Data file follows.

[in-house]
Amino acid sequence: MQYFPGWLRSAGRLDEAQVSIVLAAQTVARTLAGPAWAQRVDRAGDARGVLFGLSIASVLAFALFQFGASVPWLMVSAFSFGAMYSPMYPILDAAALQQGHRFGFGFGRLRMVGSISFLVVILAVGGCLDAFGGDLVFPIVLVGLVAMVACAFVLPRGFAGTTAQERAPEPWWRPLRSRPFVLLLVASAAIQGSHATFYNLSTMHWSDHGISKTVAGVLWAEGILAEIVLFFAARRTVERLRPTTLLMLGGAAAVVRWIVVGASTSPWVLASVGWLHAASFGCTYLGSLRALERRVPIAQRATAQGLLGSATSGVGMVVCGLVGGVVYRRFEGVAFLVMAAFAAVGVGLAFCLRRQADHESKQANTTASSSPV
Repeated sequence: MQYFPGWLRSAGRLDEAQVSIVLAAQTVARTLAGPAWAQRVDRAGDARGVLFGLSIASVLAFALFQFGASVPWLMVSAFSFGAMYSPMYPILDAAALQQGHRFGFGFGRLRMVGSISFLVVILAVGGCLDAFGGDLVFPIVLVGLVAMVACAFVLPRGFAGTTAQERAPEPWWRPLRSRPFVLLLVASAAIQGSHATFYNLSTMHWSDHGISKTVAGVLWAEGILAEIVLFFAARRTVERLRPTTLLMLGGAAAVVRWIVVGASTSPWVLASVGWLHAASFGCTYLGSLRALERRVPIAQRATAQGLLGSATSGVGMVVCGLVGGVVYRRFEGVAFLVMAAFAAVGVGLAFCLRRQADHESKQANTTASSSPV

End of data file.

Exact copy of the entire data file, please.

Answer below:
[in-house]
Amino acid sequence: MQYFPGWLRSAGRLDEAQVSIVLAAQTVARTLAGPAWAQRVDRAGDARGVLFGLSIASVLAFALFQFGASVPWLMVSAFSFGAMYSPMYPILDAAALQQGHRFGFGFGRLRMVGSISFLVVILAVGGCLDAFGGDLVFPIVLVGLVAMVACAFVLPRGFAGTTAQERAPEPWWRPLRSRPFVLLLVASAAIQGSHATFYNLSTMHWSDHGISKTVAGVLWAEGILAEIVLFFAARRTVERLRPTTLLMLGGAAAVVRWIVVGASTSPWVLASVGWLHAASFGCTYLGSLRALERRVPIAQRATAQGLLGSATSGVGMVVCGLVGGVVYRRFEGVAFLVMAAFAAVGVGLAFCLRRQADHESKQANTTASSSPV
Repeated sequence: MQYFPGWLRSAGRLDEAQVSIVLAAQTVARTLAGPAWAQRVDRAGDARGVLFGLSIASVLAFALFQFGASVPWLMVSAFSFGAMYSPMYPILDAAALQQGHRFGFGFGRLRMVGSISFLVVILAVGGCLDAFGGDLVFPIVLVGLVAMVACAFVLPRGFAGTTAQERAPEPWWRPLRSRPFVLLLVASAAIQGSHATFYNLSTMHWSDHGISKTVAGVLWAEGILAEIVLFFAARRTVERLRPTTLLMLGGAAAVVRWIVVGASTSPWVLASVGWLHAASFGCTYLGSLRALERRVPIAQRATAQGLLGSATSGVGMVVCGLVGGVVYRRFEGVAFLVMAAFAAVGVGLAFCLRRQADHESKQANTTASSSPV